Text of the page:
Budget 2016 is just out of the way. And as I write this, the finance minister has just announced the rollback of his contentious proposal to tax withdrawals at retirement from the Employees' Provident Fund Organisation (EPFO) after much hue and cry from investors.
But even as you celebrate this move, what you need to pay closer attention to is the explanation given by the government on why it proposed this in the first place. One, it said that the move was intended to create tax parity between the employees' provident fund (EPF) and the National Pension System (NPS) so that the NPS can be made more attractive. Two, it points out that the EPF was originally intended as a social security scheme only for low-income earners. Investors with incomes of more than ₹15,000 a month are high income earners and they should be encouraged to plan for their own social security.
Less tax breaks
Now you can argue that the Indian government provides hardly any social security to tax payers, compared to the Western countries. You can also ask why NPS withdrawals cannot be fully exempted (instead of EPF being taxed) to get this parity. But once the sarkaar has made up its mind to withdraw a tax break, you can be sure that it will eventually get to this goal, one way or another.
In the last 18 years covering Union Budgets, I recall similar scenarios playing out time and again. The government decides to do away with a tax break on a savings instrument. There's a howl of protests from the affected investors and market experts. The government makes some tweaks to pacify the protestors. People get on with their lives and the government works out some other way to still obtain its pound of flesh.
Concessions that vanished
If this sounds cynical, just think back to the number of tax concessions which have vanished in the last two decades.
There was the standard deduction to enable salary earners to meet their day-to-day expenses. It was removed with the assurance that it would be accommodated in the tax slabs. Then there was Section 80L, which exempted tax on the interest income from bank deposits and other fixed income. This was removed in the interest of promoting market-linked investments. Most post-office schemes, at one point, enjoyed tax-free income. This has been gradually withdrawn to make them 'compete with' bank deposits so that today only the Public Provident Fund remains tax-free. There was the Section 88 tax rebate on investments, which gave way to Section 80C. There were quite a few other investment-related sections outside of 80C which have been quietly swept into the omnibus clause of 80C, with the total benefits capped at ₹1.50 lakh a year.
You will notice that while all of these tax breaks on investments were done away with, there were protests. But the move towards fewer tax breaks for savings and investments has continued.
In fact, the only real tax break that Indian savers have looked forward to in recent years is the periodic raising of the income tax slabs in the annual Budget.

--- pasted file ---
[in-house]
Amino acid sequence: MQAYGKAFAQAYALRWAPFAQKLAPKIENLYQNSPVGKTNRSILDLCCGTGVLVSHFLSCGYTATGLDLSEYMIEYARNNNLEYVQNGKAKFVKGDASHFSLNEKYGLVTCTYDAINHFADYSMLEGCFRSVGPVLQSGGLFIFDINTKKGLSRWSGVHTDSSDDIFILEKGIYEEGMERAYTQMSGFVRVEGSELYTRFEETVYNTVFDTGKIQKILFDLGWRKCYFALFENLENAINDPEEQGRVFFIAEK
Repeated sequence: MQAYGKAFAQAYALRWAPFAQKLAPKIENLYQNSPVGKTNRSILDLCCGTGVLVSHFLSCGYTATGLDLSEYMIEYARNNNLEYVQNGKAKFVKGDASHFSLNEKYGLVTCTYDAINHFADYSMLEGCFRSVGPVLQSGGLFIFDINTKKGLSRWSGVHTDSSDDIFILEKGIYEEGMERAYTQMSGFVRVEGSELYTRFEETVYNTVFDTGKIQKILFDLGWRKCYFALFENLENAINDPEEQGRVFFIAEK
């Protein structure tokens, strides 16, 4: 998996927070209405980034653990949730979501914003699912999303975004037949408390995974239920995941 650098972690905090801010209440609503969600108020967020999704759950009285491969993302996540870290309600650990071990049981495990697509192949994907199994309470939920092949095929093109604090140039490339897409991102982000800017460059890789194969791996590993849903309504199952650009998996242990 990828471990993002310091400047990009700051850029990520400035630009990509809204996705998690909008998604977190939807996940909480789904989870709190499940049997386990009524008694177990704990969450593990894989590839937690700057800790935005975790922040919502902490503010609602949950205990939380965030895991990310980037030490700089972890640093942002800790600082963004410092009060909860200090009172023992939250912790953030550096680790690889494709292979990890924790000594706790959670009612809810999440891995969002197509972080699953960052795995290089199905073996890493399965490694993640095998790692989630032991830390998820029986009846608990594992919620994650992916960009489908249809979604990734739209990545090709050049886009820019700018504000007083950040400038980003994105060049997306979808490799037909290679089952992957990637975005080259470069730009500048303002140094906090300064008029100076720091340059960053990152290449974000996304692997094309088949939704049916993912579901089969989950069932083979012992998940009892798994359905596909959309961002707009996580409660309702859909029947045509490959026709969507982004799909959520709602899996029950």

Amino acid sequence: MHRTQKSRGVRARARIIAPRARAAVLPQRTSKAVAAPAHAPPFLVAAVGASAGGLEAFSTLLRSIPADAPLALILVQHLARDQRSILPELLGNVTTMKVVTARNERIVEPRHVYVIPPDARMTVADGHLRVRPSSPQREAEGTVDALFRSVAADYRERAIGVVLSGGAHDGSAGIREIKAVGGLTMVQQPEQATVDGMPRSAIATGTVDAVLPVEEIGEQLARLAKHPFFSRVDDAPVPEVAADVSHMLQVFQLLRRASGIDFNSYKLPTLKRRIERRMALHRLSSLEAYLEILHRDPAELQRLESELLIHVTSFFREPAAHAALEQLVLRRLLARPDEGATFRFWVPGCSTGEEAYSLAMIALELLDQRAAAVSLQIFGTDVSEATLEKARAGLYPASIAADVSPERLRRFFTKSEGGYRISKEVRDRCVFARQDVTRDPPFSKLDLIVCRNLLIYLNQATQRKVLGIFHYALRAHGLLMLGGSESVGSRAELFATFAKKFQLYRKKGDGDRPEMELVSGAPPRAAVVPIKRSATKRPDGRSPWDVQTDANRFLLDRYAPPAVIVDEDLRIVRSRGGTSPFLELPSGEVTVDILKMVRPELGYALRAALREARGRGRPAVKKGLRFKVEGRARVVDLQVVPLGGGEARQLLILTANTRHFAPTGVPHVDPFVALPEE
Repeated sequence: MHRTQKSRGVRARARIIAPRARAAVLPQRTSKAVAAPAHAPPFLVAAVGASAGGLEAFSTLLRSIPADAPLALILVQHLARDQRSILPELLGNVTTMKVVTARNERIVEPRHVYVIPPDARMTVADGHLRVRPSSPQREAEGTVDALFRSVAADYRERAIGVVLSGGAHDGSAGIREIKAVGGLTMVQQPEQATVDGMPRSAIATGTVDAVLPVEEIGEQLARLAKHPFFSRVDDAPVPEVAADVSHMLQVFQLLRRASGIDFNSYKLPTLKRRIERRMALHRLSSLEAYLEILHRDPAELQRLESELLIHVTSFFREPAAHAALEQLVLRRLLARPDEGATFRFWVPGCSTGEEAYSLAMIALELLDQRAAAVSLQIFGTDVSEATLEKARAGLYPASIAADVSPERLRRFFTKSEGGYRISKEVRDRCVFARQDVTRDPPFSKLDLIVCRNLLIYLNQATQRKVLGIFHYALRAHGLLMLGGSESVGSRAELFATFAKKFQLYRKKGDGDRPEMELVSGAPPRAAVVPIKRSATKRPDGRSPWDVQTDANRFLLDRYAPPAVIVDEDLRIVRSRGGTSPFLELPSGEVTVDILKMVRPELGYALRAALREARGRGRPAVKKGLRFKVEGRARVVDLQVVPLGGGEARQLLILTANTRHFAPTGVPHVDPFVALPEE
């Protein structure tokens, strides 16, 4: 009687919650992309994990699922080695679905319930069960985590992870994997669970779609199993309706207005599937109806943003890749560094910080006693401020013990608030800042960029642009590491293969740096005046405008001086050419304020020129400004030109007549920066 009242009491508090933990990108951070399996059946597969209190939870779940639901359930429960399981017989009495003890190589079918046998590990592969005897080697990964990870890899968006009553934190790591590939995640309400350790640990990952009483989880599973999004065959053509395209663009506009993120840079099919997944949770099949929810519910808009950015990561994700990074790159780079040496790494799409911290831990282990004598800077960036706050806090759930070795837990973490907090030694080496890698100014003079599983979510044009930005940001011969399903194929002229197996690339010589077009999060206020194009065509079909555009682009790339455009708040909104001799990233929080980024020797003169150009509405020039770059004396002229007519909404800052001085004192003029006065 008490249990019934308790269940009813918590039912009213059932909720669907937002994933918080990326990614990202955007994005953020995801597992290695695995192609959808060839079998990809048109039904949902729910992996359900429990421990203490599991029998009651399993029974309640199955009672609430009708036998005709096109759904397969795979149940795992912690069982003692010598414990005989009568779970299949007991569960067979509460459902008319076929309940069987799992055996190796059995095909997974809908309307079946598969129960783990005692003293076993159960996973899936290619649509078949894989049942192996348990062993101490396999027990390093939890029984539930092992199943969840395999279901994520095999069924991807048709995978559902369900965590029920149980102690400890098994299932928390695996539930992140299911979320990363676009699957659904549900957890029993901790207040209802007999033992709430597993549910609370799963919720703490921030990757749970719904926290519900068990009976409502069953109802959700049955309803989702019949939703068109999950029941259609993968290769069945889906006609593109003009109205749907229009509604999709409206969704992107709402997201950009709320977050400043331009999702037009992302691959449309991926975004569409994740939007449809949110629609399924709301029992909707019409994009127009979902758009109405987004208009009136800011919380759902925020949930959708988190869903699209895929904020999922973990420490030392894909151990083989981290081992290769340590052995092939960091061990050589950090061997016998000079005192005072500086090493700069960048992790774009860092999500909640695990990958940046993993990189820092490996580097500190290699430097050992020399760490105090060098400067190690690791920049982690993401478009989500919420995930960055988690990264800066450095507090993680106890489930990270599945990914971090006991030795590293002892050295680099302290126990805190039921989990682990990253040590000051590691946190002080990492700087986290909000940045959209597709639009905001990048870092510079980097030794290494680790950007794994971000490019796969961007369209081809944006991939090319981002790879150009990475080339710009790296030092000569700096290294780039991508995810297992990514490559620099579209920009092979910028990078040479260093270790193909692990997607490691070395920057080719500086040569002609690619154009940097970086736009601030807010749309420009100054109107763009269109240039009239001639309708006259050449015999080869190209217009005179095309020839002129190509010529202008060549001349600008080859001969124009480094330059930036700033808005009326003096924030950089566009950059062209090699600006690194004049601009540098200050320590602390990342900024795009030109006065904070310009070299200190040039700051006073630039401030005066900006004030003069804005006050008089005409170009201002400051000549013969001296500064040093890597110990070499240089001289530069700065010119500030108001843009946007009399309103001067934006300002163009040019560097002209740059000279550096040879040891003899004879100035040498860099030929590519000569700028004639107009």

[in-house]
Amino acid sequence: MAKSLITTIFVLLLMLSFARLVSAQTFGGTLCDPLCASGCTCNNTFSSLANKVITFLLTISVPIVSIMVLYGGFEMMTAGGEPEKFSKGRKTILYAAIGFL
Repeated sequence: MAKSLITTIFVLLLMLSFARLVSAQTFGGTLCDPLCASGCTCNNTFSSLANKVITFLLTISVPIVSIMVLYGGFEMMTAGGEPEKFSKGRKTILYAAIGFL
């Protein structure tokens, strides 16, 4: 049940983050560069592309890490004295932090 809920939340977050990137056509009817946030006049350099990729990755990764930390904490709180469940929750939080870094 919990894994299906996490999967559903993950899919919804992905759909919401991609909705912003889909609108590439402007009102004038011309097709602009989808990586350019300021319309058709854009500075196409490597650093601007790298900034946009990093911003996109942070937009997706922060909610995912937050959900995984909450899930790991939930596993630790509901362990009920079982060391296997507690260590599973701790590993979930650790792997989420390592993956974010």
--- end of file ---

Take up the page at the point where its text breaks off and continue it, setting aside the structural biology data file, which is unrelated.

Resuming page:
If the government takes serious note of the Economic Survey of 2016, those hopes will soon be dashed too. The Survey points out that for higher central revenues and a more balanced Budget, India needs to expand the number of direct taxpayers. Currently, only 4 per cent of India's voting population pays direct taxes, while for other comparable countries it is 23 per cent.
To explain this, the Survey argues that personal tax slabs in India have been raised too much and too quickly. It makes the case that the raising of personal tax slabs in successive Budgets has allowed a section of the tax-paying population to slip out of the tax net every year. It estimates that if India had kept its basic income-tax exemption limit at ₹1.5 lakh a year, the level prevailing in 2008-09, an additional 1.65 crore people would have been added to the tax base in the next four years. The tax kitty would have jumped by a nice ₹31,500 crore too. Therefore it makes the subtle point that most of the tax concessions that are today given out to Indian investors actually go to the 'creamy layer'.
The message is quite clear. With the Centre focusing more and more on inclusive growth and on moving the below-poverty-line population to a better standard of living, it will have to raise its revenues by hook or by crook to balance its Budget. With global rating agencies breathing down its neck, the yesteryear option of simply printing more money or financing the deficit through jugaad measures will no longer work. This can only mean higher tax rates or more taxpayers.
Therefore, while the government may well make it easier for you to interact with the tax department and root out corruption, don't expect your actual tax burden to fall over the years. As all financial investments are essentially made by the middle class or upper middle class, tax breaks, subsidies and government guarantees are quite likely to be phased out over the years.
The lessons from this for your personal finance are clear. One, don't make any big-ticket investment decisions (like taking on a mammoth home loan, for instance) just for tax breaks. Evaluate if the move would make sense for you even without tax concessions. And don't assume that just because a tax break has been around for years, it has to continue!
Two, don't skew your asset-allocation plans in favour of government-guaranteed or tax-free investments; go only by your goals and risk profile. Those concessions or guarantees can be withdrawn in a blink. As someone said, taxation is about raising the most revenues; fairness doesn't enter into it.
Three, accept that higher returns may henceforth come only with market-related risks and a long holding period on your investments. The days of free lunch (or even subsidised lunch) with fixed returns are soon likely to be over.